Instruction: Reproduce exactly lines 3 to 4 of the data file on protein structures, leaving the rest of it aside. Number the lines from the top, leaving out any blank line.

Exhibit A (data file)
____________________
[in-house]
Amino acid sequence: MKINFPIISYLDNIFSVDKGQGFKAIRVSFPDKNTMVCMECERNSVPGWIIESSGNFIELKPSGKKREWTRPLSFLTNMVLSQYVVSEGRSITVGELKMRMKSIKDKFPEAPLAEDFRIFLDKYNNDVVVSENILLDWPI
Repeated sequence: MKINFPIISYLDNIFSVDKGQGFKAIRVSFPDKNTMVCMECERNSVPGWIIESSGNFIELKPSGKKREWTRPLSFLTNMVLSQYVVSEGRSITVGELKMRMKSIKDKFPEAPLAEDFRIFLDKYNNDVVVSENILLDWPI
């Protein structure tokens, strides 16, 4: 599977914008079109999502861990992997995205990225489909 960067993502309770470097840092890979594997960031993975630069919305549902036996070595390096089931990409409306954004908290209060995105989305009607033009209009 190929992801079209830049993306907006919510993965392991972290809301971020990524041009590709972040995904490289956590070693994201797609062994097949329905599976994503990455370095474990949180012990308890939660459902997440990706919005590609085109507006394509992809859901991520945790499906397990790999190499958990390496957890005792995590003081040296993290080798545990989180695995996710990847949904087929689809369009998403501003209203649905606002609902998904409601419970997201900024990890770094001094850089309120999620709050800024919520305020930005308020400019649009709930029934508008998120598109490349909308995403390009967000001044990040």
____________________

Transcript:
Repeated sequence: MKINFPIISYLDNIFSVDKGQGFKAIRVSFPDKNTMVCMECERNSVPGWIIESSGNFIELKPSGKKREWTRPLSFLTNMVLSQYVVSEGRSITVGELKMRMKSIKDKFPEAPLAEDFRIFLDKYNNDVVVSENILLDWPI
């Protein structure tokens, strides 16, 4: 599977914008079109999502861990992997995205990225489909 960067993502309770470097840092890979594997960031993975630069919305549902036996070595390096089931990409409306954004908290209060995105989305009607033009209009 190929992801079209830049993306907006919510993965392991972290809301971020990524041009590709972040995904490289956590070693994201797609062994097949329905599976994503990455370095474990949180012990308890939660459902997440990706919005590609085109507006394509992809859901991520945790499906397990790999190499958990390496957890005792995590003081040296993290080798545990989180695995996710990847949904087929689809369009998403501003209203649905606002609902998904409601419970997201900024990890770094001094850089309120999620709050800024919520305020930005308020400019649009709930029934508008998120598109490349909308995403390009967000001044990040």